4 A. No.
5 Q. What were they.
6 A. They were part of the juvenile court process
7 where the issue is related to the safety and
8 well-being of a child, through the child welfare
9 system, is placed in foster care, and then there’s
10 an 18-month process by which there’s unification.
11 So it could be in any aspect of the child welfare
12 system, but it doesn’t include any criminal
13 involvement, at least for the part that I do.
14 Q. So you were not involved in efforts to
15 convict juveniles of crimes.
16 A. That is correct. I have not been involved
17 in juvenile prosecutions —
18 Q. And —
19 A. — or in juvenile prosecutions through the
20 child welfare system.
21 Q. When you testified in juvenile court, who
22 hired you.
23 A. I’m usually paid for either by the county or
24 by the court.
25 Q. Okay.
26 A. Sometimes I’m paid for by the parties, but
27 for the most part, it’s by the county or the court.
28 Q. Were prosecutors involved in these juvenile 2899
2 A. No.
3 Q. Okay. Are you being paid for your services.
4 A. Yes.
5 Q. What are you being paid.
6 A. My rate’s 175 an hour.
7 Q. Okay. Have you been paid any amount of
8 money to date.
9 A. No.
10 Q. How much do you expect to be paid.
11 A. Well, of course, it’s 175 an hour. I don’t
12 know how long my testimony will go.
13 Q. Okay. How many hours have you put in so
15 A. Oh, about maybe ten hours. That’s just an
17 Q. And —
18 A. Maybe less than that.
Mesereau than asked Dr. Urquizo about the possibility that children lie about being sexually abused, and the fact that Dr. Urquizo is not an expert in the research of false claims of abuse. This was an obvious attempt to diminish Dr. Urquizo’s influence on the jury, who were no doubt impressed by his tremendous credentials in the field of psychiatry.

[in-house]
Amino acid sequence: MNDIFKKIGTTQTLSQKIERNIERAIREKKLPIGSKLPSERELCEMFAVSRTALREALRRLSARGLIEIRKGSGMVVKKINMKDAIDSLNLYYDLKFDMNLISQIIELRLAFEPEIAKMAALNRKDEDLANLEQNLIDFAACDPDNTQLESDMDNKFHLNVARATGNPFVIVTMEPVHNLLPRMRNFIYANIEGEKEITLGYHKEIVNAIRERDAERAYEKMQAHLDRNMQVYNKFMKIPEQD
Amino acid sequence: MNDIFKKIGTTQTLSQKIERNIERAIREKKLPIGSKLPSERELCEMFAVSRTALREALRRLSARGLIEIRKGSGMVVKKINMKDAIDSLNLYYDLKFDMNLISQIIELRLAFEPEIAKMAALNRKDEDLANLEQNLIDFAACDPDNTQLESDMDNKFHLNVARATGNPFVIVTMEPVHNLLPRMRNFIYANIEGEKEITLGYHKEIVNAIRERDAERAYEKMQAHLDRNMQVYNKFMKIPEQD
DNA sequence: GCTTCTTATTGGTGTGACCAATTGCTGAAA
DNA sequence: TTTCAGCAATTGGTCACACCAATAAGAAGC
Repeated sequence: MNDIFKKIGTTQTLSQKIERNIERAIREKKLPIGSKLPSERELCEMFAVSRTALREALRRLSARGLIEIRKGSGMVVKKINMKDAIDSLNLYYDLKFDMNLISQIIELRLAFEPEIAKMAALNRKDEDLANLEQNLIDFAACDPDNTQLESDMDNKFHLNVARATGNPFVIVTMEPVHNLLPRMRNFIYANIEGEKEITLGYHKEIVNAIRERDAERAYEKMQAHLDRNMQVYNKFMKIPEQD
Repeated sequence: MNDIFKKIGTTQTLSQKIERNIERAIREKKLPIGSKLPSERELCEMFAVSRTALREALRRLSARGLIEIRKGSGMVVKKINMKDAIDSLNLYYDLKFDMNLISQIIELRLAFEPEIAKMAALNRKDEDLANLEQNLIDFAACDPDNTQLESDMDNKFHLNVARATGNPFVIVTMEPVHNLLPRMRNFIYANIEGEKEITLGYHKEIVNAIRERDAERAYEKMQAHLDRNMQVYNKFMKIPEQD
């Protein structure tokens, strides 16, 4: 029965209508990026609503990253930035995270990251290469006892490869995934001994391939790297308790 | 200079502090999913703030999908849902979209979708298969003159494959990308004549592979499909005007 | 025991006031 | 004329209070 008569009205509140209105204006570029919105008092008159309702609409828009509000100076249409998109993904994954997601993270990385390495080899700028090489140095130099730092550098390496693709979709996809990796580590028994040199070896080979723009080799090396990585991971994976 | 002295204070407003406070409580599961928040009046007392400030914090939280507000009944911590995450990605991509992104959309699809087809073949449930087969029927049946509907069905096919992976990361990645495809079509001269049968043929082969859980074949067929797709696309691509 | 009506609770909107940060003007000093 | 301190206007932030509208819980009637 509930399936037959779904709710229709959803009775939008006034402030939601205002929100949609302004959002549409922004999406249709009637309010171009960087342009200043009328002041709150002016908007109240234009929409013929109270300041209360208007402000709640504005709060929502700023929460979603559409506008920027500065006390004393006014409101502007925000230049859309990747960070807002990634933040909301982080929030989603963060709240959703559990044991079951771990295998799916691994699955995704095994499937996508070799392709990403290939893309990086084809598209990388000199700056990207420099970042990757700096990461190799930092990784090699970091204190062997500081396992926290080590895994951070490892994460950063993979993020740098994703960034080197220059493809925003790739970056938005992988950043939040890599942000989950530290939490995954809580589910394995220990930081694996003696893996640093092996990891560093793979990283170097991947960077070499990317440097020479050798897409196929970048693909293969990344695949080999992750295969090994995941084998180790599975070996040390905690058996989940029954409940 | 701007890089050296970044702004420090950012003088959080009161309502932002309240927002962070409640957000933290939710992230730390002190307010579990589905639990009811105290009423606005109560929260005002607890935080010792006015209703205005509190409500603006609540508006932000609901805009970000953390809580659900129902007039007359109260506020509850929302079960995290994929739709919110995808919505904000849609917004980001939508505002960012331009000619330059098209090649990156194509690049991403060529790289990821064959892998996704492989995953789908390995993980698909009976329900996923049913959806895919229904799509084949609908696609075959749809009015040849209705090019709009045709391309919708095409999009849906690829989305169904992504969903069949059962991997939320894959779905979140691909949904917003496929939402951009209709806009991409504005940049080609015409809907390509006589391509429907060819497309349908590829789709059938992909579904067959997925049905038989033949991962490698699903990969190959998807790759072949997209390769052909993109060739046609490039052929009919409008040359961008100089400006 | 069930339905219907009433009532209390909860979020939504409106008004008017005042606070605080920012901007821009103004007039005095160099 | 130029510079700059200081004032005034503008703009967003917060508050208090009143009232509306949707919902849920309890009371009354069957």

Dr. Urquizo also admitted that, while he was aware of the McMartin Preschool case, he didn’t have any knowledge of the Bakersfield case, which you would think that an expert in child abuse would be aware of:
27 Q. Now, you’ve published a lot of papers about
28 various aspects of clinical psychology, correct. 2904
1 A. Mostly related to child maltreatment.
2 Q. Okay.
3 A. It may not always be related to psychology.
4 Some of the things I do are related to child welfare
5 services or social services, not psychology.
6 Q. You would agree that false claims of sexual
7 abuse are made by children.
8 A. Certainly.
9 Q. And none of the papers you’ve published have
10 ever dealt with that subject, correct.
11 A. Correct. That’s not an area of research
12 that I do.
13 Q. And you’ve also generated a lot of papers on
14 various aspects of your work that have not been
15 published formally, right.
16 A. Some. I don’t know that I would say a lot,
17 but I have some manuscripts that are in preparation.
18 Maybe four, five or six that are included on my CV
19 that are not in — that are not currently in a
20 journal or a book.
21 Q. And none of those papers have ever dealt
22 with the subject of false claims of sexual abuse by
23 children, right.
24 A. That’s correct. Again, it’s not an area of
25 research that I do.
26 Q. There are people in your position, Ph.D.s
27 and clinical psychology, who do specialize in the
28 area of false claims of sexual abuse by children, 2905
2 A. I’m not sure that they specialize in it.
3 There certainly are people who are my colleagues who
4 have done research in the area of false allegations
5 of sexual abuse.
6 Q. And they’ve actually published papers on
7 that particular subject, right.
8 A. There are several publications related to
9 false allegations, yes.
10 Q. And you’re aware that in California there
11 have been some high-profile criminal cases which
12 involved false claims of sexual abuse by children,
14 A. I need more information.
15 Q. Are you aware of a case in recent years that
16 took place in Bakersfield where children testified
17 they’d been sexually abused, there were convictions,
18 and years later these testifying children came
19 forward and said what they said was false.